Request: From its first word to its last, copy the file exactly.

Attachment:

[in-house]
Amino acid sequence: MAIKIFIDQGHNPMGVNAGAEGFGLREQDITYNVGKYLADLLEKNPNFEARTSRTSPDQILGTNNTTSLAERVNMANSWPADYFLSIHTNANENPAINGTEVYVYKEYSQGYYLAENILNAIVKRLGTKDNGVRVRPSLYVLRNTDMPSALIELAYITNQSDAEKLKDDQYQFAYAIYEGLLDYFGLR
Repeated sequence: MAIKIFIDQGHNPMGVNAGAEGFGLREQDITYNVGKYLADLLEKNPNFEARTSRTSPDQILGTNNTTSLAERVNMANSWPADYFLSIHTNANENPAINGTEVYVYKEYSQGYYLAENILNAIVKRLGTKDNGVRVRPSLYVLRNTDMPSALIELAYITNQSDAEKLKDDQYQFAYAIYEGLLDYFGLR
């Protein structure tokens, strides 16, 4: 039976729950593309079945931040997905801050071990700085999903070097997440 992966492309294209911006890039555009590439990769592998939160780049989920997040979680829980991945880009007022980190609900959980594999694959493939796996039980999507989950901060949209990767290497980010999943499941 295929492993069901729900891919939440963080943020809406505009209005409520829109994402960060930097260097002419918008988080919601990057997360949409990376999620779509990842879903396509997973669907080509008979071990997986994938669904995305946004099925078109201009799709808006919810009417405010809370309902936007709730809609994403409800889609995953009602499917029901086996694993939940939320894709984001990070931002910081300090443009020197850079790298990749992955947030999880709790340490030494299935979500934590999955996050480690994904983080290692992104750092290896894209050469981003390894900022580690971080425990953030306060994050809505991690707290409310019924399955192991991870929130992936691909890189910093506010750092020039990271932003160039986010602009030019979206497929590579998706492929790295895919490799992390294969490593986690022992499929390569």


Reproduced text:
[in-house]
Amino acid sequence: MAIKIFIDQGHNPMGVNAGAEGFGLREQDITYNVGKYLADLLEKNPNFEARTSRTSPDQILGTNNTTSLAERVNMANSWPADYFLSIHTNANENPAINGTEVYVYKEYSQGYYLAENILNAIVKRLGTKDNGVRVRPSLYVLRNTDMPSALIELAYITNQSDAEKLKDDQYQFAYAIYEGLLDYFGLR
Repeated sequence: MAIKIFIDQGHNPMGVNAGAEGFGLREQDITYNVGKYLADLLEKNPNFEARTSRTSPDQILGTNNTTSLAERVNMANSWPADYFLSIHTNANENPAINGTEVYVYKEYSQGYYLAENILNAIVKRLGTKDNGVRVRPSLYVLRNTDMPSALIELAYITNQSDAEKLKDDQYQFAYAIYEGLLDYFGLR
């Protein structure tokens, strides 16, 4: 039976729950593309079945931040997905801050071990700085999903070097997440 992966492309294209911006890039555009590439990769592998939160780049989920997040979680829980991945880009007022980190609900959980594999694959493939796996039980999507989950901060949209990767290497980010999943499941 295929492993069901729900891919939440963080943020809406505009209005409520829109994402960060930097260097002419918008988080919601990057997360949409990376999620779509990842879903396509997973669907080509008979071990997986994938669904995305946004099925078109201009799709808006919810009417405010809370309902936007709730809609994403409800889609995953009602499917029901086996694993939940939320894709984001990070931002910081300090443009020197850079790298990749992955947030999880709790340490030494299935979500934590999955996050480690994904983080290692992104750092290896894209050469981003390894900022580690971080425990953030306060994050809505991690707290409310019924399955192991991870929130992936691909890189910093506010750092020039990271932003160039986010602009030019979206497929590579998706492929790295895919490799992390294969490593986690022992499929390569």